Welcome to the Tanka Tuesday Poetry Recap featuring the Poet of the Week and the honorable mention poetry that spoke to me. If you would like to participate in this challenge, you can learn the rules in the menu item called Colleen’s Weekly Tanka Tuesday Guidelines.
This is the perfect time to thank each of you for your participation in this challenge. Whoever thought we would have so much fun writing syllabic poetry? I’m grateful for your friendship and for sharing my love of poetry! Happy Thanksgiving.
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Congratulations, and many thanks to all the participants! I loved all your hard work this week! The photo prompt speaks differently to each of us and I enjoy seeing what you come up with.
After you’ve posted your poem on your blog, please copy your poem in the comments section of the challenge post. This way, we can find all the poetry in one place.
Please visit the challenge post comments HERE, where you’ll find the links to everyone’s poetry. If you can, please visit the poet’s blogs.
I will publish the Poet of the Week and Honorable Mention Poets in the 2019 Poet of the Week Anthology, which everyone can grab as a FREE PDF in January 2020.
Each week, I like to highlight a poet who I call the Poet of the Week who has shared an exceptional message or shown impassioned creativity through words or form. Poetry is all about perception. You may not feel the same way about my choice. That’s okay. Perception is different for all of us.
I had a hard time choosing only one or two poems. You’ve all gotten so darn good! So, here goes… This week, I’ve chosen Merril D. Smith, as the Poet of the Week.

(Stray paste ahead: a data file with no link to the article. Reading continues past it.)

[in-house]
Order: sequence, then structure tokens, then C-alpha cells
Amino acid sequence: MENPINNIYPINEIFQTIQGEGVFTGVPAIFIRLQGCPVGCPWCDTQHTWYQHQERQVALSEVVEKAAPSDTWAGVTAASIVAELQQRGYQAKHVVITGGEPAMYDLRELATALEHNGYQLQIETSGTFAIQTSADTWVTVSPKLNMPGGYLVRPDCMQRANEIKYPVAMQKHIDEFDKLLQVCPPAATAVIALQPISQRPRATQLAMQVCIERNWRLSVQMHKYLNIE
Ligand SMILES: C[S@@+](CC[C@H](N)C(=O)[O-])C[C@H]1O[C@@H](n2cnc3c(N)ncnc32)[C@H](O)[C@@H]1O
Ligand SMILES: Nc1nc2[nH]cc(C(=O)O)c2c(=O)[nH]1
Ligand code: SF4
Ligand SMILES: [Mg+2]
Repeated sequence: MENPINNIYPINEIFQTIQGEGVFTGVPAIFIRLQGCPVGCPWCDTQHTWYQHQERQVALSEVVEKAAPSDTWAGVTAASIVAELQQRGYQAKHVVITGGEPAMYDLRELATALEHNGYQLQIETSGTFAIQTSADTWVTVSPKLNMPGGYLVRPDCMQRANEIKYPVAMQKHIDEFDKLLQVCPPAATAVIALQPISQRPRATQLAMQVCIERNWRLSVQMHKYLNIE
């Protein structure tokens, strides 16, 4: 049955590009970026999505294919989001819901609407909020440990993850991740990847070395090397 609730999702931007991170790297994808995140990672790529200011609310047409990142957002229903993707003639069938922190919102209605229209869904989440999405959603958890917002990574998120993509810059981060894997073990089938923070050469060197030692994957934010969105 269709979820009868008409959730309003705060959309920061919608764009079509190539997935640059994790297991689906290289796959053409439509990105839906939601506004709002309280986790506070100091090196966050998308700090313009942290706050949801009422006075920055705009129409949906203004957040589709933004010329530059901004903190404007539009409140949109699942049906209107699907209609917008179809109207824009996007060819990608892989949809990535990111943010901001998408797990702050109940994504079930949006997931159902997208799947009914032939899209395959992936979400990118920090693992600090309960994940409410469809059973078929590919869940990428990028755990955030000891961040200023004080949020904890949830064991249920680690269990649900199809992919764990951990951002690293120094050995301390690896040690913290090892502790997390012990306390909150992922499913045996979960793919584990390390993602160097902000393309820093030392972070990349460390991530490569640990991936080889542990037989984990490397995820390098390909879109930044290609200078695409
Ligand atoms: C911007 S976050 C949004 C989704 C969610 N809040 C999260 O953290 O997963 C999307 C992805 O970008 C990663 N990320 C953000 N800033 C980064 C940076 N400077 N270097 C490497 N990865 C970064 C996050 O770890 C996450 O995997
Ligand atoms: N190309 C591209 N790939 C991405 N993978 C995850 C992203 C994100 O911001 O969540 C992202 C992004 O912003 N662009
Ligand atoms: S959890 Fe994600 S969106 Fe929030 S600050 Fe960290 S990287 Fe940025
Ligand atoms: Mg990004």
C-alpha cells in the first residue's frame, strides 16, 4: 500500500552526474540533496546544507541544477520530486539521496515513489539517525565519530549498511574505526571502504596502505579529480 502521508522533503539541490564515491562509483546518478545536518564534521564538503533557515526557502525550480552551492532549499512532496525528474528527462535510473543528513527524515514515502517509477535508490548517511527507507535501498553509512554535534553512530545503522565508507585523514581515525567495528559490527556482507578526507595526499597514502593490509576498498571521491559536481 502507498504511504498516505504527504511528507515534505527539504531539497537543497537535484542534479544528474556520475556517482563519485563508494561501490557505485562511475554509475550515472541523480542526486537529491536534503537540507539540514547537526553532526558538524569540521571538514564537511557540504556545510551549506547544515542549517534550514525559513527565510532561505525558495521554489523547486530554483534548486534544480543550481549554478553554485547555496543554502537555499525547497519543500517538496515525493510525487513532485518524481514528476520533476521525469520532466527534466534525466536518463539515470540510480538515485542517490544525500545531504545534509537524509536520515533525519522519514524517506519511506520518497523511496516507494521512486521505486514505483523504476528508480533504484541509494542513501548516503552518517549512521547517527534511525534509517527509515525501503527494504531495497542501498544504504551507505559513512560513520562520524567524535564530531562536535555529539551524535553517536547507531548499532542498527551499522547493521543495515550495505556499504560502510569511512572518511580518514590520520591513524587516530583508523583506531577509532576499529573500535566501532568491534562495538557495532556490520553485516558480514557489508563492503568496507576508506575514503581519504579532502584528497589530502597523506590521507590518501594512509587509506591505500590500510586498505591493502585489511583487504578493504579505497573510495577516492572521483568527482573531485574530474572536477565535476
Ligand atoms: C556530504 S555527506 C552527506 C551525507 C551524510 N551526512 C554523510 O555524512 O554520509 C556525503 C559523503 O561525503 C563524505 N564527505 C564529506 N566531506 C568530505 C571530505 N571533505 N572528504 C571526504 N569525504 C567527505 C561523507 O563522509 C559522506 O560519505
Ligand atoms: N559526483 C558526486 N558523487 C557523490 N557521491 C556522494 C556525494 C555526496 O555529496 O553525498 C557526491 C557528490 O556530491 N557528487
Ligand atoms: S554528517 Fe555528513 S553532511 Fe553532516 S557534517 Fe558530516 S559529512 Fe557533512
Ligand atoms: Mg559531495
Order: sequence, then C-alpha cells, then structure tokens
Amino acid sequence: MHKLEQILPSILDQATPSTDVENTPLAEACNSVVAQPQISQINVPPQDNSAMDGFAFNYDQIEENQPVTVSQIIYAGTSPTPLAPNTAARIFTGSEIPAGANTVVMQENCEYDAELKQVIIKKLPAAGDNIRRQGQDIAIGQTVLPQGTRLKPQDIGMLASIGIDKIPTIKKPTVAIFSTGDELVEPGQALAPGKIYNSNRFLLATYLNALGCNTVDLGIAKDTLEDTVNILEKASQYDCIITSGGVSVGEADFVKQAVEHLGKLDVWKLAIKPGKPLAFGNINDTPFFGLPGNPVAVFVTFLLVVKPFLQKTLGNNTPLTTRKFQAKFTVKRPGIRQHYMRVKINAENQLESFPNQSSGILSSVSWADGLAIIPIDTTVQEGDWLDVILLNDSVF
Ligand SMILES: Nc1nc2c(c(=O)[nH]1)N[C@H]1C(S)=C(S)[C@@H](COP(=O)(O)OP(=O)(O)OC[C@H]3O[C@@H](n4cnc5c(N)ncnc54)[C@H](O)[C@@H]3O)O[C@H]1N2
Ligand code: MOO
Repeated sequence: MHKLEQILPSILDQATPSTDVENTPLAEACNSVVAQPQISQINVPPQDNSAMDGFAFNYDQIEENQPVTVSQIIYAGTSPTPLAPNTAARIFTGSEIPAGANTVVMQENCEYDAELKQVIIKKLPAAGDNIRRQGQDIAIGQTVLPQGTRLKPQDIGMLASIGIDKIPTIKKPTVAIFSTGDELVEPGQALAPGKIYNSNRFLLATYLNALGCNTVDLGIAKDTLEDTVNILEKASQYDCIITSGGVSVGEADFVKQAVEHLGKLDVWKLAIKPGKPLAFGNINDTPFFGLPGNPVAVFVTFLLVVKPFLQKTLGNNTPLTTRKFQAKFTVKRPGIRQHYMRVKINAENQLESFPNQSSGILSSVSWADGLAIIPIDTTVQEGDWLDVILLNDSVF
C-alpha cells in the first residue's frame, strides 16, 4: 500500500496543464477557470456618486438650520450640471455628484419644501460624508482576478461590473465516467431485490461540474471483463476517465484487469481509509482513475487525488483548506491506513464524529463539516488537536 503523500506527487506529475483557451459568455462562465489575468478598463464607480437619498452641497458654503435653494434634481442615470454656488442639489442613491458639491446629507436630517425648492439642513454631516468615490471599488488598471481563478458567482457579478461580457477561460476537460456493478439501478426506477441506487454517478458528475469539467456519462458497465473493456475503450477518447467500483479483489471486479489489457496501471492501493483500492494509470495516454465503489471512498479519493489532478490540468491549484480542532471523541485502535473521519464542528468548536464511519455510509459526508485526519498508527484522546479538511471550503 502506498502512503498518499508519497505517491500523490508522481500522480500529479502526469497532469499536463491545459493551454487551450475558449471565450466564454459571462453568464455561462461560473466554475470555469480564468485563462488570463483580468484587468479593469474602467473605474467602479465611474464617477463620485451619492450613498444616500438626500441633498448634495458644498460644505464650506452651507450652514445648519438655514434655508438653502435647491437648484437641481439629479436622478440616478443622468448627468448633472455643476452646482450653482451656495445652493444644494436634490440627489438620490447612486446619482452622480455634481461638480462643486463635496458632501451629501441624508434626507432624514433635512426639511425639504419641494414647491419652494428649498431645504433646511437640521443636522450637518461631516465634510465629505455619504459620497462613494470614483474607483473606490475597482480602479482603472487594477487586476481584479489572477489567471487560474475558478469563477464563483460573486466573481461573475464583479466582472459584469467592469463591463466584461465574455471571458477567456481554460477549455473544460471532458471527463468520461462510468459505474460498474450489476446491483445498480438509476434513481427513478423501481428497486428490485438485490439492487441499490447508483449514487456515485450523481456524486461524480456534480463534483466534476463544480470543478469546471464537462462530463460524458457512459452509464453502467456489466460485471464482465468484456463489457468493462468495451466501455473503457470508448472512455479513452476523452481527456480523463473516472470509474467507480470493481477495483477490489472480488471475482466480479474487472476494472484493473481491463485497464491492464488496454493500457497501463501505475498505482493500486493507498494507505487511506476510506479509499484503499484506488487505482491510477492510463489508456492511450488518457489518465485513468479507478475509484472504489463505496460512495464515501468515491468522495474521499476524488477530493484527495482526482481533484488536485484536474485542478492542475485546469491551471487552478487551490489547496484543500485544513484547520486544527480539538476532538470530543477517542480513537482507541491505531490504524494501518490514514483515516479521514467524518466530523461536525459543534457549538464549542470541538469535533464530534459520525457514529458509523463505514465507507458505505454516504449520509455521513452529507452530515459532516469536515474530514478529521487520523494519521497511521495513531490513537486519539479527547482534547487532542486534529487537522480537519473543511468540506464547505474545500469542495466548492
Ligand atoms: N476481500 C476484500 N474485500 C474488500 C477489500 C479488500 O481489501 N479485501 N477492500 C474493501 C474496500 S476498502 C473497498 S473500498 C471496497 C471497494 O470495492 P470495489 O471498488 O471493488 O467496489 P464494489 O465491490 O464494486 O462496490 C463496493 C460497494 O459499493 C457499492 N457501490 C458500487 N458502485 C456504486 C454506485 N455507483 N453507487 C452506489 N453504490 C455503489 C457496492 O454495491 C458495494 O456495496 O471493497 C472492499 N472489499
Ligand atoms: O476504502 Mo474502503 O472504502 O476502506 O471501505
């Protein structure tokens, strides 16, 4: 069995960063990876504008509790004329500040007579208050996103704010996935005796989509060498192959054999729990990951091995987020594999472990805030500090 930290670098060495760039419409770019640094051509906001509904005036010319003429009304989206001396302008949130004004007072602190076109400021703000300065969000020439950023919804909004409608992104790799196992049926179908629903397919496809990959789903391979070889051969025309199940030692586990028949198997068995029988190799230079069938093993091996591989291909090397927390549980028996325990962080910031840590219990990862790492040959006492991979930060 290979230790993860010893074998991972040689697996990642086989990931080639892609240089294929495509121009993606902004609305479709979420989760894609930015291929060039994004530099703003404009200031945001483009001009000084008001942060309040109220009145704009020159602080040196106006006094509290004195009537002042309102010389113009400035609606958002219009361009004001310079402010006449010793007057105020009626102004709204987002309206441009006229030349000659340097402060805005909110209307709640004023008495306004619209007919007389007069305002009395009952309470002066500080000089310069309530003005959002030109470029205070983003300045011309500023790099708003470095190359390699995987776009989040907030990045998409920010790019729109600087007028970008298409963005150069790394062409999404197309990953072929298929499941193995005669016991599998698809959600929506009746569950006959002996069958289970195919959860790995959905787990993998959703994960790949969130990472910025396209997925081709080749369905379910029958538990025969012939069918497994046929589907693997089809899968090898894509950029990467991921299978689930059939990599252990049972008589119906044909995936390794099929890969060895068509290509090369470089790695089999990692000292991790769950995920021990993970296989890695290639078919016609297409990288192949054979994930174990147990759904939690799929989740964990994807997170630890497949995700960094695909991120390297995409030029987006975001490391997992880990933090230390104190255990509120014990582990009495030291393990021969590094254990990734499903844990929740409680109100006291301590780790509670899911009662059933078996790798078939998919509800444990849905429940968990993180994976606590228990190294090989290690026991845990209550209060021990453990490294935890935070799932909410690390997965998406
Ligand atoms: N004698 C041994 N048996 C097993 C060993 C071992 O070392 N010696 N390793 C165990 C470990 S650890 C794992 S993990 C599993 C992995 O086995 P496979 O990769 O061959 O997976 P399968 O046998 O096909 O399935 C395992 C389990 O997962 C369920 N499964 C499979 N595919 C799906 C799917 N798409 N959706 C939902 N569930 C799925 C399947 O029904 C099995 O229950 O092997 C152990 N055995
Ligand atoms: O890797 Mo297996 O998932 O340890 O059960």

You’re it, Merril Smith! You get to select the photo for the January 2020 photo prompt! Please email me with your selection at least a week before the middle of the month challenge. Thanks.
There’s nothing wrong with describing what you see in the image when you write your poetry… but, it’s often what is not seen that proves to be the most interesting. Think about how the image conveys a theme to you. Poetry’s focus on language and form should elicit critical thought, reflection, or emotion.
Merril’s Shadorma trio sequence steps away from a totally literal interpretation. To her, the birds represent “the black-winged dreamers carrying all the befores and afters.” I like how open-ended that phrase is. There’s a magical quality to her words.
The sequence of threes is a favorite of mine because it allows the poet a beginning, a middle, and an ending for their poem.
with a bang
comes the birth of worlds
and star songs
to papaya glow, rising
over barren rocks
above burnished crags
carrying all the befores
and all the afters
where light and shadows
Sue Vincent gets an honorable mention this week for her double Etheree. There is such great wordplay, here: “Of Light – Into Light,” “Being becoming,” and “A multiverse in human form…” Her words read like a prayer celebrating life. Also, notice which words she capitalizes. That technique adds another layer of meaning.
An Etheree is unrhymed but should display rhythm, meaning, imagery, and sometimes an underlying second meaning.
Opened to greet the dawn
Each heart a virgin landscape
Enduring and embracing life
Knowing the freedom of pure spirit
Assimilating the gifts of constraint
Each soul a mirror reflecting its Self
Garnering the fruits of existence
A multiverse in human form
Chiselled by experience
Sharing a pilgrimage
Enriches the Source
From light to Light
See you tomorrow for the new challenge post. I promise it will be something special!